Additionally, the region has seen social media users morphing into active instant chroniclers in this conflict, turning their mobiles into impromptu news outlets, clad with the mantle of fact-checkers and bent on debunking misinformation. The region’s digital users are actually acting as digital educators, instilling knowledge and passion into their communities, and creating informed advocates.
Moreover, those digital networks are currently regarded as catalysts for change, enabling activists and social media users to exert moral pressure on governments and state institutions in the Arab vicinity and elsewhere. Authorities are wary about the emotionally charged hashtag campaigns, online petitions and digital advocacy initiatives rallying support for Gazans. Live streaming, and emotional storytelling, coupled with targeted informed messages injected immediacy that stirred both the outrage and empathy of viewers. Nevertheless, social media users continue to be exposed to practices of control and censorship of their digital behavior that affect not only their activism but also their reputation and job security.
Between silent struggles and self-censorship
In addition to the digital shadow ban, self-censorship is another observable behavior in this region and this pattern is also felt outside the Arab world. Many individuals are engaging in self-censorship driven by a palpable fear and anxiety that refrains them from expressing personal views or calling for a ceasefire, perceiving these actions as risky for their professional standing and livelihoods.
Through check-ins with peers across different fields in the region, many revealed a reluctance to share digital content on their private social media accounts in support of Palestinian rights driven by the same fear of compromising job security and for some their work permit and legal status in various regional Arab countries. Some also added that they are afraid of stepping into this journey for fear of getting into unintended troubles. Such worries are fueling a sense of embarrassing silence, as many of the discussions are rather engaged in private spheres, leaving many to watch the horrors unfolding in silence – day after day – while the world appears to shrug in indifference just like it happened in Nagorno-Karabakh and many other emergencies.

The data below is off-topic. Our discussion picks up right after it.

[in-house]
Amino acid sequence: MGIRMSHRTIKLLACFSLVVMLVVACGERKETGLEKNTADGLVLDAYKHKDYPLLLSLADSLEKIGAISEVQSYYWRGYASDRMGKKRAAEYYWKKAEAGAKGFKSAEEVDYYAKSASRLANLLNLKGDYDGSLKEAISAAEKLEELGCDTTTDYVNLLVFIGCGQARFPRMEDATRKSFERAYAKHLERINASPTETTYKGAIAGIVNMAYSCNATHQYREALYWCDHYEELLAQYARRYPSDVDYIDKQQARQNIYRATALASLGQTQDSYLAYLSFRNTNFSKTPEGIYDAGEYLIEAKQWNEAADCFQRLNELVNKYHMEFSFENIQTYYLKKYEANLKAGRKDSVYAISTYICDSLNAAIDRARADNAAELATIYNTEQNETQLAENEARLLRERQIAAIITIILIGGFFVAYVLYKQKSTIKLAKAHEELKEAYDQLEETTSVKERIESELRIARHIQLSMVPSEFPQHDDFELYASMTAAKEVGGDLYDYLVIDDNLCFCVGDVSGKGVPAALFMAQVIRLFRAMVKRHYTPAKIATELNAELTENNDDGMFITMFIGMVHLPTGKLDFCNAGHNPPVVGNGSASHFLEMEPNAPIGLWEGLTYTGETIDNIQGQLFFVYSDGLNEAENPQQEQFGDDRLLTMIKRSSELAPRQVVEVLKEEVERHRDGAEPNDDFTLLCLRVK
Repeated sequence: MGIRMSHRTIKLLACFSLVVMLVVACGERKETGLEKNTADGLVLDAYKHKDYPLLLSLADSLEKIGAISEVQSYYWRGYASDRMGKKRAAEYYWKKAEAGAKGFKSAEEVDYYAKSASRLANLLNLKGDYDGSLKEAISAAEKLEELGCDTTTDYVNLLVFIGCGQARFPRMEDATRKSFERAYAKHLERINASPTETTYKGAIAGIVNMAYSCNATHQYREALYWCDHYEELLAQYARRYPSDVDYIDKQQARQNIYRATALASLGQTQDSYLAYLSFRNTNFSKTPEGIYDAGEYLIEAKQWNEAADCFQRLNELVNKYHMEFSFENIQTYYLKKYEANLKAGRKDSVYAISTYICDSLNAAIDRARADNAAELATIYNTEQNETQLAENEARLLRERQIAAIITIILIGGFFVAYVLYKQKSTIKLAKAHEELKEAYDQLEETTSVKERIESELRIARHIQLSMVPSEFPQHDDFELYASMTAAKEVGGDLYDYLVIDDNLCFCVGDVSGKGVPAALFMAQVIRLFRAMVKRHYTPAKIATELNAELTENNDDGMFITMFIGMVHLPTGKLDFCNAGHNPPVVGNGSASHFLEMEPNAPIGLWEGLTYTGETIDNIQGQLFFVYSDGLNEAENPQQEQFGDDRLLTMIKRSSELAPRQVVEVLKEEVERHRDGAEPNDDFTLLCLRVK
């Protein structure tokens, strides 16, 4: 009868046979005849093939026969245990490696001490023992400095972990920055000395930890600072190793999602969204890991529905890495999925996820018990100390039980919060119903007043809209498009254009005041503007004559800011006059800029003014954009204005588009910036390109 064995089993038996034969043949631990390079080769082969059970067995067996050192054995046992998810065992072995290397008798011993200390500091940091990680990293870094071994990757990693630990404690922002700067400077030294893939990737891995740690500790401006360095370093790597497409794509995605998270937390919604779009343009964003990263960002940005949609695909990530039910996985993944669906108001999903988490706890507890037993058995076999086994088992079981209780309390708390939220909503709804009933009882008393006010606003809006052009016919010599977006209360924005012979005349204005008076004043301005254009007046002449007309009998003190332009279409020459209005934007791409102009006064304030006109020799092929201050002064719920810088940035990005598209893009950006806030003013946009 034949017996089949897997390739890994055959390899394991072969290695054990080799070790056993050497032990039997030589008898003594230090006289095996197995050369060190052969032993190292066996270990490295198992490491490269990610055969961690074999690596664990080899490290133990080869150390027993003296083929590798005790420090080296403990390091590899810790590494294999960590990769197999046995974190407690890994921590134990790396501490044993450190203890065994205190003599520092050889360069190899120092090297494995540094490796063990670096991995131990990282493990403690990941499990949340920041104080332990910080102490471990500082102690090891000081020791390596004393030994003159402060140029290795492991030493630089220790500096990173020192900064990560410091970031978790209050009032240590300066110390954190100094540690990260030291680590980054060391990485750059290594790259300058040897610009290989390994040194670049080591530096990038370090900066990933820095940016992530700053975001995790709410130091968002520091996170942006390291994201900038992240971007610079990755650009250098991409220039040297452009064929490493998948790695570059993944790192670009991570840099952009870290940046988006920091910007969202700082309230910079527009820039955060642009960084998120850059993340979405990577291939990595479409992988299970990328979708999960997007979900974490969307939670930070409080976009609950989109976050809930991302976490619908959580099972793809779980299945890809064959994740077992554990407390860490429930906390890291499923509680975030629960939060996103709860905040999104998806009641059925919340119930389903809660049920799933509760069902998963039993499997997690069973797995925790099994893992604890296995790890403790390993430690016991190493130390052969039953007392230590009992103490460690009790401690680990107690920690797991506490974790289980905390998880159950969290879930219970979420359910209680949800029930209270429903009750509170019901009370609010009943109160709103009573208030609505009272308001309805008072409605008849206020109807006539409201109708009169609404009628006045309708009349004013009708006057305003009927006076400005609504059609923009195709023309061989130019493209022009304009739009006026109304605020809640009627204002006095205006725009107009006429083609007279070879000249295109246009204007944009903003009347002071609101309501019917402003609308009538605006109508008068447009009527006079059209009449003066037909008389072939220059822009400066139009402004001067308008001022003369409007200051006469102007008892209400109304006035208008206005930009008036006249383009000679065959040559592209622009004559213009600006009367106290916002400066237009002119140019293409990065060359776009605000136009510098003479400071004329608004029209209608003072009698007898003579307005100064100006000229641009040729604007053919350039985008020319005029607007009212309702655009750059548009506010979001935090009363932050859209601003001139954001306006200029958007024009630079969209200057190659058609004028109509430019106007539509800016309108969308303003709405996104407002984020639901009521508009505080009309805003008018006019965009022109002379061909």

Toufic Braidi is one of those who didn’t engage in self-censorship, he says: “ I don’t want to look at this topic and say because it’s Palestine I want to talk about it, I talk about any form of oppression. When my sister got harassed in Beirut, I did a campaign against sexual harassment. When faced with the high costs of period pads in Lebanon I did a campaign against period poverty”. Through his content aimed at raising awareness about what’s happening in Gaza, Toufic found himself in a situation losing three brand deals. He added: “The first company said that I was too vocal about the topic, the second simply ignored me and the third stopped their collaboration with me after I posted a story on Instagram reproving how a country in the MENA is celebrating and doing shows while we have civilians and children being killed in Gaza”. Toufic’s testimonial reflects that of many others who speak out for Palestinian rights but encounter repercussions to their careers and reputation.
Exploring the path forward
Despite the current contentious digital framework and the general public feeling paralyzed by fear and anxiety, Karim Bitar, a Professor of International Relations at Saint-Joseph University of Beirut added: “The situation today is much more open than it was thirty years ago. Today it is radically different because of social media and the interdependent world we live in and if there are attempts to silence those voices it is because they started to gain recognition and influence public discourse”.
We are surely noticing a new solidarity movement across the world, that was quite non-existant thirty years ago, advocating for peace and security, and built upon the principles of justice, equality and freedom for all. While digital activism remains a critical tool for this movement, it requires tech institutions, governments, and media users to create an open space for navigating the sensitive issues pertaining to this conflict, while projecting an accurately unbiased stance. The right equilibrium lies in fostering an agreement by which opinion-makers from all sides feel that their honest voices are equally heard, accounted for and less marginalized. It remains crucial to maintain both the online and offline enabling environment to foster freedoms and rights for all.
The views expressed in this post are those of the author and in no way reflect those of the International Development LSE blog or the London School of Economics and Political Science.
Featured image: Khalid Albaih via Flickr.